The army had been torn apart in the war. Israel lost a fifth of its air force, more than a thousand tanks had been destroyed, and the casualty rate was shocking, with almost 3,000 soldiers killed and 8,000 wounded. Israel could not survive as a nation if it was forced to go through a war like that every few years. A new path was needed.
The two professors, Shaul Yatziv and Felix Dothan, began a campaign to convince the IDF that it needed to come up with a better way to supply itself with the research, development, and manufacture of new weapons. The country’s founding father David Ben-Gurion had always said that Israel’s military abilities had to be far ahead of its enemies’ in quality, as it would never be able to match them in quantity. Dothan and Yatziv began applying that formula to weapons development. But the army wasn’t in the mood to listen.
Things began to change in 1977. Menachem Begin was elected prime minister. For the first time in the history of modern Israel, the previously dominant Labor party was in the opposition, and the right-wing Likud was now in charge. Change quickly spread to the army. In particular, Gen. Rafael “Raful” Eitan was appointed IDF chief of staff.
More than his predecessors, Eitan saw tremendous value in education. To this day, an organization that helps Israel’s underprivileged teenagers get an education and find a trade while serving in the army credits Eitan with its founding. And the chief of staff approved another educational program: After first hearing about Talpiot in a briefing, Eitan was sure that it was exactly what the army and the country needed.
Soon after taking office, he asked his secretary to call Col. Benji Machness, who had run an Air Force school for pilots studying physics. Thirty-four years later, Machness described the scene: “I opened the door and Raful was waiting with General Israel Tal, sitting there. Tal was our top tank general; he invented the Merkava [tank]. I said, ‘Hello, Gen. Eitan, I’m Benji Machness.’ Eitan replied, ‘Of course, I know you.’ He didn’t even ask me to sit. He said, ‘Outside my door are two professors. I think they have a good idea. Go and do it. That’s all.’”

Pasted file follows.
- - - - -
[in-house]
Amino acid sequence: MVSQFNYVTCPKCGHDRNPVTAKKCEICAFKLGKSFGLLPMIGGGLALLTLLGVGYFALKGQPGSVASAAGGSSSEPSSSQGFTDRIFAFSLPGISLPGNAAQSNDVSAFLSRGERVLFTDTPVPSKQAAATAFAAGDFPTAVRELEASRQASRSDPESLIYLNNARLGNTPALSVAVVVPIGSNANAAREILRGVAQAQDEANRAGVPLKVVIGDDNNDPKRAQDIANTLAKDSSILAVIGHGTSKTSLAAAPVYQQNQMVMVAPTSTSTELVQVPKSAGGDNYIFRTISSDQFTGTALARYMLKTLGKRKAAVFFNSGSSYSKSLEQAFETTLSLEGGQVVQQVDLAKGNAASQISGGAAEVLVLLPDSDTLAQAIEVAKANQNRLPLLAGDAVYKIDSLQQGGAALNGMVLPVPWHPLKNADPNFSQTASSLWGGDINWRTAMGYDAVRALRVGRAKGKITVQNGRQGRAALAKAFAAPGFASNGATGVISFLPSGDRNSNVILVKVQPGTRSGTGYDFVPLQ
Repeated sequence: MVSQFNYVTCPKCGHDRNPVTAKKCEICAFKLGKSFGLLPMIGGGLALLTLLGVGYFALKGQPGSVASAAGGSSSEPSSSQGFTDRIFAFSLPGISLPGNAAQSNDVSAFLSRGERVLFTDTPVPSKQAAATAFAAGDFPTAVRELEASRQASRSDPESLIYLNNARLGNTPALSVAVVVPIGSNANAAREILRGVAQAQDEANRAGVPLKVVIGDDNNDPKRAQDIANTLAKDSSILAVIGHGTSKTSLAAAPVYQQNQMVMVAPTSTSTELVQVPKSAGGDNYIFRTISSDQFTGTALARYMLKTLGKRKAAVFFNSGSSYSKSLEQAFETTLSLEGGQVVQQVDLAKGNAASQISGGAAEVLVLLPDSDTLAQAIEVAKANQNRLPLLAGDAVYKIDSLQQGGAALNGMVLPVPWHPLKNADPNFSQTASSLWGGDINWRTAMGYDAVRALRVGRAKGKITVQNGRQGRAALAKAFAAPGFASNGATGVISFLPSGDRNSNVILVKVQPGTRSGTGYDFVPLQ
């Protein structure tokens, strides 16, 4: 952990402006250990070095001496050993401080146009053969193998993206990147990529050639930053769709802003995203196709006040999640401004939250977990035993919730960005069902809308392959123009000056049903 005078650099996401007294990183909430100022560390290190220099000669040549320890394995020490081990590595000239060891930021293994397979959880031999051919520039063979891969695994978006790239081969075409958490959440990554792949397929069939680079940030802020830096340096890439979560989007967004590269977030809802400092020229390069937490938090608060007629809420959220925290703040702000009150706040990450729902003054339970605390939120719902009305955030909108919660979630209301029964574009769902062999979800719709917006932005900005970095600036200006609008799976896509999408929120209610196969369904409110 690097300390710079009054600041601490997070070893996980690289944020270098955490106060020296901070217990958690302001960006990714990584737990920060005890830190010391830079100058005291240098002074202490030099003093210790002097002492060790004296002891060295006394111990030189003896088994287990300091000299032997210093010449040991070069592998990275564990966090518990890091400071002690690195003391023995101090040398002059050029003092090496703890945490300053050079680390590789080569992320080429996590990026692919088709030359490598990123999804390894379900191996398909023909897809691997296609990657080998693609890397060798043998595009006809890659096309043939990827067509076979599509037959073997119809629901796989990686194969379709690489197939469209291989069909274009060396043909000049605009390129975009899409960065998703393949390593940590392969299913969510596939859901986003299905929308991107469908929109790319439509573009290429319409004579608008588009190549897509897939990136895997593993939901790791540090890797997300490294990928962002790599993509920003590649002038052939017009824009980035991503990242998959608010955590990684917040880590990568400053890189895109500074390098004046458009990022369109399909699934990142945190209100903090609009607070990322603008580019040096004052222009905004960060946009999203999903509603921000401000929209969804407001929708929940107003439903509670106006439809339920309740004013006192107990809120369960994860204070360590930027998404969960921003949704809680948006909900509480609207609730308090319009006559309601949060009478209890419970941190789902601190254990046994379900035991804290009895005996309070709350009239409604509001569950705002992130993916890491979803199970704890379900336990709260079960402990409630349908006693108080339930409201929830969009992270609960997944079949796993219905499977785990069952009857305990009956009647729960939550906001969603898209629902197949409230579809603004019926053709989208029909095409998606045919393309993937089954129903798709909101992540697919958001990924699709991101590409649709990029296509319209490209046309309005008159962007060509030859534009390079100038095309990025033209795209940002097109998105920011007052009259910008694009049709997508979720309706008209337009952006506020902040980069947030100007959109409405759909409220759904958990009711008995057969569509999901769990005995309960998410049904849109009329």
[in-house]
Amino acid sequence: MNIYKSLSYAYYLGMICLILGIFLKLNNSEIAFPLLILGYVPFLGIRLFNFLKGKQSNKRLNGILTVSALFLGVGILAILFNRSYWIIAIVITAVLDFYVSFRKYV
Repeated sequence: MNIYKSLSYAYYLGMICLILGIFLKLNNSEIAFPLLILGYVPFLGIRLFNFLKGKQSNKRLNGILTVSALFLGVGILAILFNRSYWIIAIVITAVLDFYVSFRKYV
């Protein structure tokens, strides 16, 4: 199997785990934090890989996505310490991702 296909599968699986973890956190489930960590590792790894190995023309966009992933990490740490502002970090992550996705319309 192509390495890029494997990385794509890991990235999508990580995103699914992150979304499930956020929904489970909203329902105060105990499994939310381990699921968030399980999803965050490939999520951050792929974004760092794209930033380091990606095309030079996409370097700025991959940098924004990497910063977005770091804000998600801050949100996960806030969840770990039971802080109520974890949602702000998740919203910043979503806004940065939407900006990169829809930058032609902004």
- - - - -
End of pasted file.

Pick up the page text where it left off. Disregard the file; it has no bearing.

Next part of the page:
Dutifully, Machness left and found the two professors waiting anxiously. He told them, “Your project has been accepted, let’s get to work.” Yatziv and Dothan looked incredulous. “That’s it?” they asked. Machness said yes, and the planning stages of Talpiot began right there.
The original idea was to model the Talpiot program – named for the strong turrets referenced in the biblical Song of Songs – after the Palo Alto Research Center, commonly known as PARC. PARC was set up by Xerox in 1970 to use advanced technology to solve problems and meet the challenges of the future. After a short period, the professors came to the conclusion that Israel and the IDF did not have the kind of resources Xerox had. They needed help.
So Dothan and Yatziv took their idea to Israel’s universities. They asked the Technion, Tel Aviv University, and Hebrew University to host the program in cooperation with the army. Again, they hit a brick wall. The universities had to be convinced that they would have some control of the program and not simply hand out degrees to undeserving students.
After months of negotiations, Hebrew University was the first to agree. Deals were signed and cooperation began.
Dothan began to take the lead role in the program. But by his own admission, he wasn’t quite sure whom to recruit. He used IQ scores, high school grades, and recommendations from high school principals. He focused on finding recruits from the Israel’s academic centers in Haifa, Jerusalem, and Tel Aviv.
In the early years of Talpiot, the curriculum was simple: Physics, math, and computer science. These remain the program’s main priorities. The first several classes were made up of about 25 recruits. None of them had ever heard of the program before, as it was not only new but, at this point, top secret.
The opening years of the program were difficult for the founders, the army officers in charge, and the young recruits. The founders, and especially Machness, saw the students first and foremost as soldiers. They wore uniforms to their classes at Hebrew University and took shifts guarding Talpiot’s section of the Hebrew University campus.